Buoyed by the double

Gritty display… Pranjala Yadlapalli with her trophies. Against the top seed, Wushuang Zheng of China, Pranjala showed great determination to win the singles title.-

By jumping to a career-best rank of No. 22 in the world at the junior level, thanks to a double crown in the Asian Junior Championship, Pranjala Yadlapalli does her confidence a world of good, ahead of the junior Grand Slams in Roland Garros and Wimbledon, writes Kamesh Srinivasan.

Pranjala Yadlapalli unveiled her technically superior game and steely resolve to win the Asian junior girls title in New Delhi recently.

By winning the title, Pranjala, 16, joined the likes of Sania Mirza, Isha Lakhani, Rutuja Bhosale and Snehadevi Reddy, all winners of the Asian junior crown, and proved that she has a promising future.

Pranjala, coached by Ilyas Ghouse and supported by GVK, showed that there was something special about Hyderabad that produced champions of remarkable maturity and composure.

From a talented girl with a few glaring weaknesses in her game, Pranjala showed that she was getting better with an all-round game, backed by a strong serve and a majestic forehand. She also trains with Saravanan Saran to improve her physical fitness, but there is still scope for improvement in this area. Better mobility would carry her forward.

She has the hunger to succeed, a quiet resolve to fight it out until the end. Pranjala has the dedication and determination to capitalise on her potential. She has a certain calmness about her that is so rare in Indian sport. She hardly gets ruffled by the ebb and flow during a match, and is not easily rattled by poor line calls. Yet Pranjala can flare up when circumstances demand and insist on quality work from the officials on duty.

By jumping to a career-best rank of No. 22 in the world at the junior level, thanks to a double crown in the Asian Junior Championship, Pranjala did her confidence a world of good, ahead of the junior Grand Slams in Roland Garros and Wimbledon. Earlier in the year, at the Australian Open, she had lost to junior World No. 1 and the Youth Olympics champion, Xu Shilin of China, in the second round.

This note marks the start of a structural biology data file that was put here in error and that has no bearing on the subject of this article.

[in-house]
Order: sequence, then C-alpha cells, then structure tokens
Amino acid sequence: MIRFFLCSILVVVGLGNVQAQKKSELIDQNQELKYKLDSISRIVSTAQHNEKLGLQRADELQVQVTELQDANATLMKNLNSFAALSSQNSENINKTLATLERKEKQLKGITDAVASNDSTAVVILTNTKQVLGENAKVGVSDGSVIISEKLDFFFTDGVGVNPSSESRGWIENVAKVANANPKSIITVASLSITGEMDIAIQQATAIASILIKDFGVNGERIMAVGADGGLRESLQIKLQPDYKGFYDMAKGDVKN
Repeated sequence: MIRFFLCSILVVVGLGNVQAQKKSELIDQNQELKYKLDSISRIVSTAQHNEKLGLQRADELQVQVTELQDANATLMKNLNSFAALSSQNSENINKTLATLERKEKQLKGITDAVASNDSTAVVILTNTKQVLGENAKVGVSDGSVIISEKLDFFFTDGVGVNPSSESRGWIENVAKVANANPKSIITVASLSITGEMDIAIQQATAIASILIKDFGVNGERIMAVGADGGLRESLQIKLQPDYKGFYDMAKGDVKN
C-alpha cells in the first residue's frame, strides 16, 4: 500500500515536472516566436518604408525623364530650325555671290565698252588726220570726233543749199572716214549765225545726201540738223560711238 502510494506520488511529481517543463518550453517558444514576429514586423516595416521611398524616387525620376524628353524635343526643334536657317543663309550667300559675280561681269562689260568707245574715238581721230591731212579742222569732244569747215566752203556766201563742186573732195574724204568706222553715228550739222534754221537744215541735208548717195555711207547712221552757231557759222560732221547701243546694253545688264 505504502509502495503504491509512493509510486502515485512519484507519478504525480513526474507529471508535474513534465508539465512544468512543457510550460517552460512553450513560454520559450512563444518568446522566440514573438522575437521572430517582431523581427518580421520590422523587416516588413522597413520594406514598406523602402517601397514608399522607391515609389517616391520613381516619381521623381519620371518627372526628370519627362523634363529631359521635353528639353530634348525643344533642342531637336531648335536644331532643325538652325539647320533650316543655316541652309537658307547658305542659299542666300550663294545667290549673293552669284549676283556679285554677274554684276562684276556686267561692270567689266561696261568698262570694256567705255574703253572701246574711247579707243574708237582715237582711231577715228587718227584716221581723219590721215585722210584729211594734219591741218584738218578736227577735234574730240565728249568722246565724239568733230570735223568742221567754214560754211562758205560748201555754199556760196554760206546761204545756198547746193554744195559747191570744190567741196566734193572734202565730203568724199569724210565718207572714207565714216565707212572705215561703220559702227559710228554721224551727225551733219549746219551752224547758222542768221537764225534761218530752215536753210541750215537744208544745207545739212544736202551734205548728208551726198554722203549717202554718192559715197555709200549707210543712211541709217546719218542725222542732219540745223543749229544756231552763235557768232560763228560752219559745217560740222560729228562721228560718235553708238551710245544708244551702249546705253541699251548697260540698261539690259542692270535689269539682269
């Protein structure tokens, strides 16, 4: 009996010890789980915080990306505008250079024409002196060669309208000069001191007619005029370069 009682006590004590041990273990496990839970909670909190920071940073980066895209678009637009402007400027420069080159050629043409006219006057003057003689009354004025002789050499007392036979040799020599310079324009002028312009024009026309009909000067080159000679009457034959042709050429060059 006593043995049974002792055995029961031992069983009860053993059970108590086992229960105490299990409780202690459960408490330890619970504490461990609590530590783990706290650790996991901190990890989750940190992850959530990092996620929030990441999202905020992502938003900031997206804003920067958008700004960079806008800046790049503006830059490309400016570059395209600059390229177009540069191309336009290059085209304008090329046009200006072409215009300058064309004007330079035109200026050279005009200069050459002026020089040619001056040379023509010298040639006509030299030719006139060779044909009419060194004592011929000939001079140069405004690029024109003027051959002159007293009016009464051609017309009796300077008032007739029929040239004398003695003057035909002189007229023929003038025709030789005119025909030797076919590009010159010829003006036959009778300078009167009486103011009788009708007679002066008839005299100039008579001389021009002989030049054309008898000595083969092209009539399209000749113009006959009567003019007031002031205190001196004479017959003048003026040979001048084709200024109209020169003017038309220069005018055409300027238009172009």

Nam Hoang Ly... the winner of the boys singles title.-

Pranjala’s father Kishore Yadlapalli was worried about financial support for his daughter, as the funds had been exhausted for the season. However, the ITF Grand Slam Development Fund came to the rescue of Pranjala, who had won a Grade 1 junior title recently in Thailand, assuring her of total support until Wimbledon.

The way she handled the tall and strongly built Chinese, the top-seeded Wushuang Zheng, in the Asian Junior Championship final was a lesson for every young Indian. Against a superior opponent, Pranjala slugged it out and turned the match in her favour. She retained her composure to provide an appropriate finish just when the match seemed to be going the other way in the climax.

It was a shock for Wushuang Zheng, who had teamed up with Pranjala to win the doubles title. She could do little against a gritty Pranjala on a warm morning.

Mihika Yadav was the other Indian girl who did well before bowing out to Wushuang Zheng in the semi-finals.

In contrast, the Indian boys disappointed. With the country’s No. 1 junior Sumit Nagal skipping the event, it was left to the likes of Alex Solanki, Garvit Batra, Aryan Goveas, B. R. Nikshep, Vasisht Cheruku and Basil Khuma to keep the nation’s flag flying, but none of them could cross the first round. In fact, among the 16 Indian boys in the fray, only Aditya Anant Gokhale and Dhruv Sunish made it to the second round of the singles.

Aryan Goveas gave a good account of himself against the top seed and eventual champion, Nam Hoang Ly of Vietnam, but failed to capitalise on the two set points he had in the second set tiebreak. Nikshep had been troubled by a painful shoulder for some time, while Cheruku, suffering from food poisoning, was unable to keep up the momentum after winning the first set against Rio Noguchi (Japan).

The rest were not able to cope with the quality game and athleticism of their opponents.

Players like Pranjala may be in a good setup with adequate support, but there is no doubt that Indian tennis desperately needs a good junior development plan.

The fact that the under-16 boys and girls, and under-14 boys had failed to progress beyond the Asia-Oceania stage in the Junior Davis Cup, Fed Cup and World junior tennis should be a major cause for worry. To add to the woes, the All India Tennis Association has discarded the national under-18 circuit from this season, which may complicate matters a lot more than anyone can visualise at this stage.